National Space Promotion and Authorization Centre (IN-SPACe)

Context

The Government of India has launched a new initiative by the name Indian National Space Promotion and Authorization Centre (IN-SPACe) to provide a level playing field for private companies to use Indian space infrastructure, which will be extended into the Indian Space Research Organisation (ISRO).

About

  • The new Indian National Space Promotion and Authorisation Centre (IN-SPACe), which is expected to be functional within six months, will-
    • assess the needs and demands of private players, including educational and research institutions
    • explore ways to accommodate these requirements in consultation with ISRO
  • IN-SPACe is supposed to be a facilitator, and also a regulator. It will act as an interface between ISRO and private parties, and assess how best to utilise India’s space resources and increase space-based activities.
  • Existing ISRO infrastructure, both ground- and space-based, scientific and technical resources, and even data are planned to be made accessible to interested parties to enable them to carry out their space-related activities.
  • National Space, Promotion & Authorisation Centre (IN-SPACe) will help private players through encouraging policies, through a regulatory environment that is friendly as well as guiding private players in space activities.
  • Indian Space Research Organisation (ISRO) will remain the basic body that decides what missions are to be undertaken but this new body will help fill the gaps.

Indian Space Research Organization (ISRO)

  •  India decided to go to space when Indian National Committee for Space Research (INCOSPAR) was set up by the Government of India in 1962.
  • With the visionary Dr Vikram Sarabhai at its helm, INCOSPAR set up the Thumba Equatorial Rocket Launching Station (TERLS) in Thiruvananthapuram for upper atmospheric research.
  • Indian Space Research Organisation, formed in 1969, superseded the erstwhile INCOSPAR. 
  • The Indian Space Research Organization (ISRO) is the pioneer space exploration agency of the Government of India, headquartered at Bengaluru.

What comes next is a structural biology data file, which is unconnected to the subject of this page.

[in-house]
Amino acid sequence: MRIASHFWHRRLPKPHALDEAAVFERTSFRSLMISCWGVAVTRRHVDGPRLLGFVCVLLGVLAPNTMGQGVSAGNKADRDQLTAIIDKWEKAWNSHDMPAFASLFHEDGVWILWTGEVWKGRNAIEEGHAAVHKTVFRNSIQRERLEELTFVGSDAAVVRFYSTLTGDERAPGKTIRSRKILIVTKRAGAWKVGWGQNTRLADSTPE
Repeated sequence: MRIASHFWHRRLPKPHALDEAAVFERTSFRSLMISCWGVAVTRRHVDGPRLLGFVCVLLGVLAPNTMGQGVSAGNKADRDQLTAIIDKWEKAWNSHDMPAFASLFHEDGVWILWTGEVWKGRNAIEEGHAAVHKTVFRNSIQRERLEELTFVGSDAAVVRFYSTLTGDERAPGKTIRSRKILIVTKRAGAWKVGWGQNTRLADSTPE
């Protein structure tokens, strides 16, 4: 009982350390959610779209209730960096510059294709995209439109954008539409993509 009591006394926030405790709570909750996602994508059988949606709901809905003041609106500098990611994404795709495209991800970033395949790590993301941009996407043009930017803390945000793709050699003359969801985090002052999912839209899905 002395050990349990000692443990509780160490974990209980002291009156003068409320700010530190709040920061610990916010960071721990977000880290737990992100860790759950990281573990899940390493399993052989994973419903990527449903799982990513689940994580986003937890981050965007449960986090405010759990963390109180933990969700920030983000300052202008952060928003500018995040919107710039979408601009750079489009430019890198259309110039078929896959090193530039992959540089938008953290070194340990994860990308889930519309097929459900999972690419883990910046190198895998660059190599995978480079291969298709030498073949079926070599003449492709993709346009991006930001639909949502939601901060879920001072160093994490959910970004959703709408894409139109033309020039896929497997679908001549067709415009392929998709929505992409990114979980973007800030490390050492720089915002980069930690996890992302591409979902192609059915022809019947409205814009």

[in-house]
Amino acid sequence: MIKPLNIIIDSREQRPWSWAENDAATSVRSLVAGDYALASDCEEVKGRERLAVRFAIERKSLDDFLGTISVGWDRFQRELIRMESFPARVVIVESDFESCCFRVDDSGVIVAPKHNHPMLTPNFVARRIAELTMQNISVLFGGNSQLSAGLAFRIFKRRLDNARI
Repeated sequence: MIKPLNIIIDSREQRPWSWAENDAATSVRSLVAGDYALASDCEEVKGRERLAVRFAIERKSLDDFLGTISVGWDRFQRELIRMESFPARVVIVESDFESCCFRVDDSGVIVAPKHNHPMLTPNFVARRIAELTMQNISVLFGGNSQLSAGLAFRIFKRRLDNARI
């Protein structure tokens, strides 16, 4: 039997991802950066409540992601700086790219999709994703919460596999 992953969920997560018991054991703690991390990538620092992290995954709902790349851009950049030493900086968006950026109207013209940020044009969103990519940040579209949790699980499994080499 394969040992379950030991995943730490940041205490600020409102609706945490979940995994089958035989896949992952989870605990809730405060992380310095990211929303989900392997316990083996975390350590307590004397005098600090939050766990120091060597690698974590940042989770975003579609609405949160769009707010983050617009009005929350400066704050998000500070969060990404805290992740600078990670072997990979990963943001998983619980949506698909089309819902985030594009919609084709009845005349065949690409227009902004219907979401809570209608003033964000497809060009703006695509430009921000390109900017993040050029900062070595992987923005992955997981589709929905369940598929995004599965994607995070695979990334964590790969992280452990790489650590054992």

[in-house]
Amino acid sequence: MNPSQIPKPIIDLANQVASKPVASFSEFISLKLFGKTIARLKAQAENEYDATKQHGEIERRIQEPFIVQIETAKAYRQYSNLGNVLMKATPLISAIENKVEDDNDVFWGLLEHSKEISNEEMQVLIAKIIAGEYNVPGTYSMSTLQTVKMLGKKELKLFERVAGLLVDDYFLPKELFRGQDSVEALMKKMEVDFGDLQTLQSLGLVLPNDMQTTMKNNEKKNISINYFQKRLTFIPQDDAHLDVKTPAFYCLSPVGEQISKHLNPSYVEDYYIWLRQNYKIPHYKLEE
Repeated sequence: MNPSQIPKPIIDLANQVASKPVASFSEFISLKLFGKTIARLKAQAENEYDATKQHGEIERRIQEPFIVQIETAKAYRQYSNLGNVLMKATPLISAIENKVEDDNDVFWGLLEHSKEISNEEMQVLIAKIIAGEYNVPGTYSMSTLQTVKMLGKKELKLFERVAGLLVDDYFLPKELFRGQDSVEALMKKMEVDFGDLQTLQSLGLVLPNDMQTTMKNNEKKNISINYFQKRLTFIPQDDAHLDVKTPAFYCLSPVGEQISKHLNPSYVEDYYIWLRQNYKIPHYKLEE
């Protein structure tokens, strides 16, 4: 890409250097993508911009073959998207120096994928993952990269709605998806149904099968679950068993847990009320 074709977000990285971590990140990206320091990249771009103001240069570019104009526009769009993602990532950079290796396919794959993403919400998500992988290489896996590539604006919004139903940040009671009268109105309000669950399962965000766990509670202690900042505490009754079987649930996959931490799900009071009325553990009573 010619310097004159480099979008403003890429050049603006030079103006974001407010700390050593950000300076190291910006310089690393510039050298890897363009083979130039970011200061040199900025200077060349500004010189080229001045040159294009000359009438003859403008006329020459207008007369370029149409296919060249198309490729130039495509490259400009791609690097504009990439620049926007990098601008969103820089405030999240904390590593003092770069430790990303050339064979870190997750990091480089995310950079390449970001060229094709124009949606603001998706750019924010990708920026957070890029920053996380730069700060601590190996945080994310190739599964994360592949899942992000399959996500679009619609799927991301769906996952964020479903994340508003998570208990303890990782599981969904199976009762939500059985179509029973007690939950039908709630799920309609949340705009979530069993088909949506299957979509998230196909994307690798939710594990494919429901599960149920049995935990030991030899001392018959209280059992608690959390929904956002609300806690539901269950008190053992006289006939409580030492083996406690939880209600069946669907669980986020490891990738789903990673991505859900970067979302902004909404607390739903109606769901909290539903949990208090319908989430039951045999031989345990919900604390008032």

• The prime objective of ISRO is to develop space technology and its application to various national needs.

What is the need to involve private sector?

  • Low rate of investment: Indian space industry had a barely 3 percent share in a rapidly growing global space economy which was already worth at least $360 billion.
    • Only 2 percent of this market was for rocket and satellite launch services, which require fairly large infrastructure and heavy investment.
    • The remaining 95 percent related to satellite-based services, and ground-based systems.
  • Less competitive: Indian industry, however, is unable to compete, because till now its role has been mainly that of suppliers of components and sub-systems.
  • Lack of resources and technologies: Indian industries do not have the resources or the technology to undertake independent space projects.
  • Insufficient production: Additionally, the demand for space-based applications and services is growing even within India, and ISRO is unable to cater to this. The need for satellite data, imageries and space technology now cuts across sectors, from weather to agriculture to transport to urban development, and more.

How will it enhance the space game?

  • IN-SPACe will ensure equal participation from private players through encouraging policies in a friendly regulatory environment.
  • The new initiative will also hand-hold, promote and guide the private industries in space activities.
  • With the aid of Indian National Space Promotion and Authorization Centre (IN-SPACe), Indian start-ups and technology entrepreneurs will be linked up with nuclear research facilities through technology development and incubation centres to foster synergies.

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